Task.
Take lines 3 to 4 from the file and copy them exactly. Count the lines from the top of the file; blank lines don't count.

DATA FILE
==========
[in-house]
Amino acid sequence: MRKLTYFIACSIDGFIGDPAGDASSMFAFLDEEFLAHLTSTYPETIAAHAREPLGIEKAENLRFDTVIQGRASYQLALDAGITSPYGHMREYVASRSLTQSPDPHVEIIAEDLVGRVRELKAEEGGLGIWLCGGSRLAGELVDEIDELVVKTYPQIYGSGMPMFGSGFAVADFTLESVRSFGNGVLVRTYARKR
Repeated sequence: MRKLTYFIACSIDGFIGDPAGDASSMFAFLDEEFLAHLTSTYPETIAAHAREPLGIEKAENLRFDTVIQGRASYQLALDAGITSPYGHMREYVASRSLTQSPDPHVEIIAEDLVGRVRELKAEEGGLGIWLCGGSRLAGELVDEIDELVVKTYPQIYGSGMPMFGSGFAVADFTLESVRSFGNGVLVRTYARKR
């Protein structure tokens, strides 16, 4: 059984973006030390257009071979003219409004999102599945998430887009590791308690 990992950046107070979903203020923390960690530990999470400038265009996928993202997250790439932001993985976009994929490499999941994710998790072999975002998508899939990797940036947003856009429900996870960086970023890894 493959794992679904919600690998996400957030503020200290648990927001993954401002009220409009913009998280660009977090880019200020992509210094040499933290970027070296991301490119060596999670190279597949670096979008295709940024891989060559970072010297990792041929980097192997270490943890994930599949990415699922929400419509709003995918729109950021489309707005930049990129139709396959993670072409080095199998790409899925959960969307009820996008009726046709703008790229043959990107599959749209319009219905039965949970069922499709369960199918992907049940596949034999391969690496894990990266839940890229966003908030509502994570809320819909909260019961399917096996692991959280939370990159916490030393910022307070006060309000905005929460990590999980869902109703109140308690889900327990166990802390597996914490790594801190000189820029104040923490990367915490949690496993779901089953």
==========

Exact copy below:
Repeated sequence: MRKLTYFIACSIDGFIGDPAGDASSMFAFLDEEFLAHLTSTYPETIAAHAREPLGIEKAENLRFDTVIQGRASYQLALDAGITSPYGHMREYVASRSLTQSPDPHVEIIAEDLVGRVRELKAEEGGLGIWLCGGSRLAGELVDEIDELVVKTYPQIYGSGMPMFGSGFAVADFTLESVRSFGNGVLVRTYARKR
């Protein structure tokens, strides 16, 4: 059984973006030390257009071979003219409004999102599945998430887009590791308690 990992950046107070979903203020923390960690530990999470400038265009996928993202997250790439932001993985976009994929490499999941994710998790072999975002998508899939990797940036947003856009429900996870960086970023890894 493959794992679904919600690998996400957030503020200290648990927001993954401002009220409009913009998280660009977090880019200020992509210094040499933290970027070296991301490119060596999670190279597949670096979008295709940024891989060559970072010297990792041929980097192997270490943890994930599949990415699922929400419509709003995918729109950021489309707005930049990129139709396959993670072409080095199998790409899925959960969307009820996008009726046709703008790229043959990107599959749209319009219905039965949970069922499709369960199918992907049940596949034999391969690496894990990266839940890229966003908030509502994570809320819909909260019961399917096996692991959280939370990159916490030393910022307070006060309000905005929460990590999980869902109703109140308690889900327990166990802390597996914490790594801190000189820029104040923490990367915490949690496993779901089953």